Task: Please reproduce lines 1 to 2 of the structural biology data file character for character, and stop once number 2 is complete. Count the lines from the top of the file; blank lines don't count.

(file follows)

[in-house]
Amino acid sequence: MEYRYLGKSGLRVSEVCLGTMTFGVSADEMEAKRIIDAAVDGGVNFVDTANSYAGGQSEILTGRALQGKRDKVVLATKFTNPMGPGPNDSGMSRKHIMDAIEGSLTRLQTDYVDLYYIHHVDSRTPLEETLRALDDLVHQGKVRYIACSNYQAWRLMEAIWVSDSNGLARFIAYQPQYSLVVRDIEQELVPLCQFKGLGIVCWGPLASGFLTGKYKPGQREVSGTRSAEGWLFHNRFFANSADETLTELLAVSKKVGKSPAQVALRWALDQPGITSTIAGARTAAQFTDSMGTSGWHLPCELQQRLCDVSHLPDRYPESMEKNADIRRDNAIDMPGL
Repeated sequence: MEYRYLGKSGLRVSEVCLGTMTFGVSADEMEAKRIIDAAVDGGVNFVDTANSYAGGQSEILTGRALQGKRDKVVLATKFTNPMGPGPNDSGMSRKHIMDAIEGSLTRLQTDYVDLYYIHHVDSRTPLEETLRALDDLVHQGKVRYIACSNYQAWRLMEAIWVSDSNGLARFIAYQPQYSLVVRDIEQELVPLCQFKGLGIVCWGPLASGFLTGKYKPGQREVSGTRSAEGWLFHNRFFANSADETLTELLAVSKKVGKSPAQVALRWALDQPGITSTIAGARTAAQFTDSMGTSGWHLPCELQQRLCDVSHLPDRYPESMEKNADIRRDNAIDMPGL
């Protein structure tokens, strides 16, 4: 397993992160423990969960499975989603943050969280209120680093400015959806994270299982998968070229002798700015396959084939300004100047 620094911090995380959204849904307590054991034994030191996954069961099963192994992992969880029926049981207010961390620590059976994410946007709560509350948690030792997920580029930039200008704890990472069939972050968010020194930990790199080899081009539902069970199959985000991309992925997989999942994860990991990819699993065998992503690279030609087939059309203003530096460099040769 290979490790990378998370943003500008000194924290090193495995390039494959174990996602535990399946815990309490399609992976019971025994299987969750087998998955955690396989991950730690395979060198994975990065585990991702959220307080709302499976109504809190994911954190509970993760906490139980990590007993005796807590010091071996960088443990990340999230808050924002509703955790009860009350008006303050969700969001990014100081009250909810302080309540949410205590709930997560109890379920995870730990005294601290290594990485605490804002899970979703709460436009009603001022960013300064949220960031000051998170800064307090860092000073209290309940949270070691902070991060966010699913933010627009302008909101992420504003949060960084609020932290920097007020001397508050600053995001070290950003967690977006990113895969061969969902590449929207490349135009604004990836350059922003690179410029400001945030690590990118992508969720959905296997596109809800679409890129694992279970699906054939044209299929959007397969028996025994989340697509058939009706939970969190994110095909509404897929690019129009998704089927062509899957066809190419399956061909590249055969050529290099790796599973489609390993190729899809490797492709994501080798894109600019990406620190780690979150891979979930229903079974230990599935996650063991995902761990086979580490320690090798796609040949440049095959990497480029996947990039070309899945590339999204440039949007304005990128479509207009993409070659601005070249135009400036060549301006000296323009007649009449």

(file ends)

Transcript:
[in-house]
Amino acid sequence: MEYRYLGKSGLRVSEVCLGTMTFGVSADEMEAKRIIDAAVDGGVNFVDTANSYAGGQSEILTGRALQGKRDKVVLATKFTNPMGPGPNDSGMSRKHIMDAIEGSLTRLQTDYVDLYYIHHVDSRTPLEETLRALDDLVHQGKVRYIACSNYQAWRLMEAIWVSDSNGLARFIAYQPQYSLVVRDIEQELVPLCQFKGLGIVCWGPLASGFLTGKYKPGQREVSGTRSAEGWLFHNRFFANSADETLTELLAVSKKVGKSPAQVALRWALDQPGITSTIAGARTAAQFTDSMGTSGWHLPCELQQRLCDVSHLPDRYPESMEKNADIRRDNAIDMPGL